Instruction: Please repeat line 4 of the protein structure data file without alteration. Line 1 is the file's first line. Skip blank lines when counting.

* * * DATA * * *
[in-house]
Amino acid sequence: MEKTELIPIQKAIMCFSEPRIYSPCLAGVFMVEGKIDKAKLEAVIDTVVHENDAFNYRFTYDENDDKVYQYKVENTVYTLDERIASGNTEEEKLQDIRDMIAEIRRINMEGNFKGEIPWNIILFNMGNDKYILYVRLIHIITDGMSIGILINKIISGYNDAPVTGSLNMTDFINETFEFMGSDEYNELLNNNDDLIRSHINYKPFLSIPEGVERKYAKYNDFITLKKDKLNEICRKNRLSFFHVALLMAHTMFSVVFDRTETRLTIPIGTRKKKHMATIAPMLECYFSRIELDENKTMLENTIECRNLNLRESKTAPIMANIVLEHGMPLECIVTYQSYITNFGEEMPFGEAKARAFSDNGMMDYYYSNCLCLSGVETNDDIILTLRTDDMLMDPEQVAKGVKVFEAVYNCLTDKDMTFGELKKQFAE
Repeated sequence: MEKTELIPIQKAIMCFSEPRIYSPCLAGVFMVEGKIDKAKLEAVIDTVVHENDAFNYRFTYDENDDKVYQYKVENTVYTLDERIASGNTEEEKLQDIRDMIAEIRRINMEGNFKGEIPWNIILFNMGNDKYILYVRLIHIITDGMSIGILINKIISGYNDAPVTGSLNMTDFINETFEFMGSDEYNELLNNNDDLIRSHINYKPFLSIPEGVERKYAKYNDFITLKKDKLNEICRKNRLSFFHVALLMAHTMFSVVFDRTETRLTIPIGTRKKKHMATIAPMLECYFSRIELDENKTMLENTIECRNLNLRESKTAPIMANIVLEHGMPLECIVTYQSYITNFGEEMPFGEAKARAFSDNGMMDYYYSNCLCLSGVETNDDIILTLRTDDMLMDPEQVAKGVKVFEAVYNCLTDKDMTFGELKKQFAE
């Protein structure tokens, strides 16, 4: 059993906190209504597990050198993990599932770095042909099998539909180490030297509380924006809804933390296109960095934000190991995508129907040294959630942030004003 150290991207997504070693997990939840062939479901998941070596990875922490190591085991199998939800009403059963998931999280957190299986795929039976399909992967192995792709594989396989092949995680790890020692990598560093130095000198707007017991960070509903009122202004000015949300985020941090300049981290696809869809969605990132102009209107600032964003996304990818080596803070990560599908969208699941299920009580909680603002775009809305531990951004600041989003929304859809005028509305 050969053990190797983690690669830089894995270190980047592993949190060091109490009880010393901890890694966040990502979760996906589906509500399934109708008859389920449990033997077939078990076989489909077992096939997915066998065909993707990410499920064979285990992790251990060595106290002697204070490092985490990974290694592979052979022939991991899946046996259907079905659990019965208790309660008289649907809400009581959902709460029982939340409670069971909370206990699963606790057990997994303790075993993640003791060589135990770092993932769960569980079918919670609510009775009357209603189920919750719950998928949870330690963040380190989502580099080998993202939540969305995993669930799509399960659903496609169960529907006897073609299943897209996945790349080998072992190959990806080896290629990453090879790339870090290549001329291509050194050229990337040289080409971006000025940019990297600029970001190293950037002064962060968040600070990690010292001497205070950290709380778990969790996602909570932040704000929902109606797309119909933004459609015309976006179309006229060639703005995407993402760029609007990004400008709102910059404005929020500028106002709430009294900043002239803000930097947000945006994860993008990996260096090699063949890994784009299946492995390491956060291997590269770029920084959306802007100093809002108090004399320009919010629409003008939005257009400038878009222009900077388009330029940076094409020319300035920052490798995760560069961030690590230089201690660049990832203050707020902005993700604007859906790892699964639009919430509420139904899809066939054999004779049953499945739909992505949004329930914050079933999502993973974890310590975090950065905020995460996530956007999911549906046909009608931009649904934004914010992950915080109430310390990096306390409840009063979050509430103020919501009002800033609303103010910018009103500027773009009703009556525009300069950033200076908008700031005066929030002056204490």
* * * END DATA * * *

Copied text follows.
């Protein structure tokens, strides 16, 4: 059993906190209504597990050198993990599932770095042909099998539909180490030297509380924006809804933390296109960095934000190991995508129907040294959630942030004003 150290991207997504070693997990939840062939479901998941070596990875922490190591085991199998939800009403059963998931999280957190299986795929039976399909992967192995792709594989396989092949995680790890020692990598560093130095000198707007017991960070509903009122202004000015949300985020941090300049981290696809869809969605990132102009209107600032964003996304990818080596803070990560599908969208699941299920009580909680603002775009809305531990951004600041989003929304859809005028509305 050969053990190797983690690669830089894995270190980047592993949190060091109490009880010393901890890694966040990502979760996906589906509500399934109708008859389920449990033997077939078990076989489909077992096939997915066998065909993707990410499920064979285990992790251990060595106290002697204070490092985490990974290694592979052979022939991991899946046996259907079905659990019965208790309660008289649907809400009581959902709460029982939340409670069971909370206990699963606790057990997994303790075993993640003791060589135990770092993932769960569980079918919670609510009775009357209603189920919750719950998928949870330690963040380190989502580099080998993202939540969305995993669930799509399960659903496609169960529907006897073609299943897209996945790349080998072992190959990806080896290629990453090879790339870090290549001329291509050194050229990337040289080409971006000025940019990297600029970001190293950037002064962060968040600070990690010292001497205070950290709380778990969790996602909570932040704000929902109606797309119909933004459609015309976006179309006229060639703005995407993402760029609007990004400008709102910059404005929020500028106002709430009294900043002239803000930097947000945006994860993008990996260096090699063949890994784009299946492995390491956060291997590269770029920084959306802007100093809002108090004399320009919010629409003008939005257009400038878009222009900077388009330029940076094409020319300035920052490798995760560069961030690590230089201690660049990832203050707020902005993700604007859906790892699964639009919430509420139904899809066939054999004779049953499945739909992505949004329930914050079933999502993973974890310590975090950065905020995460996530956007999911549906046909009608931009649904934004914010992950915080109430310390990096306390409840009063979050509430103020919501009002800033609303103010910018009103500027773009009703009556525009300069950033200076908008700031005066929030002056204490």